|Pijin Neji in foreground, God Bless Baseball|
photo courtesy the artist
I wanted to ask you about how the translations work in the show because, as I understand it, parts are in Japanese and others in Korean. So how do those translations into English work across the performance?
When it comes to the English language, I am very happy to have an excellent translator [Hongyie Lee] who has been working with me for a long time. In the case of God Bless Baseball it’s a bit unusual because normally in my work there is only Japanese, but this piece contains Korean as well [two screens provide Japanese to English and Korean to English subtitles, and a voice-over provides additional commentary in English].
There’s a character in the play inspired by the legendary Japanese baseball player Ichiro Suzuki who acts as a mentor to two novice players. The character is portrayed by Pijin Neji, a Butoh-trained dancer. How did his involvement influence the development of the production?
When we started to think about how the United States relates to Japan and Korea we found three different aspects that we thought were important. One is that the United States is above us. The second one is that the United States is behind us. And the third one is that the United States is inside us. So if we tried to be independent from the United States we would have to do it through these three ways. And I realised that if we were to do this, the most difficult one would be the third because the United States is already inside us.
Because its cultural influence is so pervasive?
Yes. We had to find a way of realising that in the performance so that’s the reason I wanted to work with a Butoh dancer. They are good at working with their bodies and I knew this aspect of the show needed a choreographic solution. One very important sequence in God Bless Baseball that Pijin Neji had a lot to do with is when all of the characters try to get the United States out from inside them—it’s weird and serious at the same time, which I like.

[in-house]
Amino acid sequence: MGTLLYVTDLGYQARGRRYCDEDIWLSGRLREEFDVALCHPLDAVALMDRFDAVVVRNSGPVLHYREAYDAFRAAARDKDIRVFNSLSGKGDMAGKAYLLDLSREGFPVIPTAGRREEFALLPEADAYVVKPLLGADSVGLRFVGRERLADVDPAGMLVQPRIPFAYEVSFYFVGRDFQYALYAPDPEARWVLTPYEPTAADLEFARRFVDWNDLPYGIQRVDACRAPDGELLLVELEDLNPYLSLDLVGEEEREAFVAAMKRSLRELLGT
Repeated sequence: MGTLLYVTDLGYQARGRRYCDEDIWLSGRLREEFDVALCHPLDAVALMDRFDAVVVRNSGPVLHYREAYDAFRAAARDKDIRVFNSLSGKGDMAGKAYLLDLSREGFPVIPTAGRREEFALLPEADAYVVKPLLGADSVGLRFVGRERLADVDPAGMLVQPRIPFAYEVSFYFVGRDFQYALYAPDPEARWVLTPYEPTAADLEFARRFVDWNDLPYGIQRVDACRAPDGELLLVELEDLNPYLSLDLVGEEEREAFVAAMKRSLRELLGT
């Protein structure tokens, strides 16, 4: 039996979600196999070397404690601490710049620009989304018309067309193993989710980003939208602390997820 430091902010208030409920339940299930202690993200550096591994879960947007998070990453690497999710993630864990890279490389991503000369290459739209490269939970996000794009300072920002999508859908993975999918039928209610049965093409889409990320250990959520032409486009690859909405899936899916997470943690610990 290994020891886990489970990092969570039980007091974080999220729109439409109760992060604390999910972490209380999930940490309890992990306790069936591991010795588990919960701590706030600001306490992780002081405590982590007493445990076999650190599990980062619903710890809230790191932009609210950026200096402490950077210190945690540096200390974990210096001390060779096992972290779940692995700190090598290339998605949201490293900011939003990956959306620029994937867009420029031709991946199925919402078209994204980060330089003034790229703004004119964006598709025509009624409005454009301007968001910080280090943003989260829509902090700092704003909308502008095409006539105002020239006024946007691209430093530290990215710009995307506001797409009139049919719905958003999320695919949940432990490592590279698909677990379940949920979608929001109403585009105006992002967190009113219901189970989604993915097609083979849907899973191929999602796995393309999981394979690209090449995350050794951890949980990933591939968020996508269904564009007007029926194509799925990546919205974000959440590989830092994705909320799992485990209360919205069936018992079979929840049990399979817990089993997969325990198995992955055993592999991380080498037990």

Can you talk a little about how important the show’s design aspects are, especially given designer Tadasu Takamine’s reputation as quite a provocative visual artist?
I asked him for basically one thing: to create an object to represent the United States that could collapse or melt or disappear, something like that. I explained to him that I wanted to be able to use the object to show a future in which we are not as dependent on the United States. This appealed to him because in his work in the visual arts world he is always interested in political and social issues. And so he came up with a design that the production team thought looked like an umbrella or an antenna, and it melts away at the end of the play. For me, it represents an alternative future for us. It’s quite direct really but American audiences couldn’t get it, which is really interesting.
Maybe Australian audiences will get it?
I hope so!
photo Nobuko Tanaka
God Bless Baseball, 2016 OzAsia Festival, Space Theatre, Adelaide Festival Centre, Adelaide, 30 Sept-1 Oct.
RealTime issue #134 Aug-Sept 2016 pg.
© Ben Brooker; for permission to reproduce apply to firstname.lastname@example.org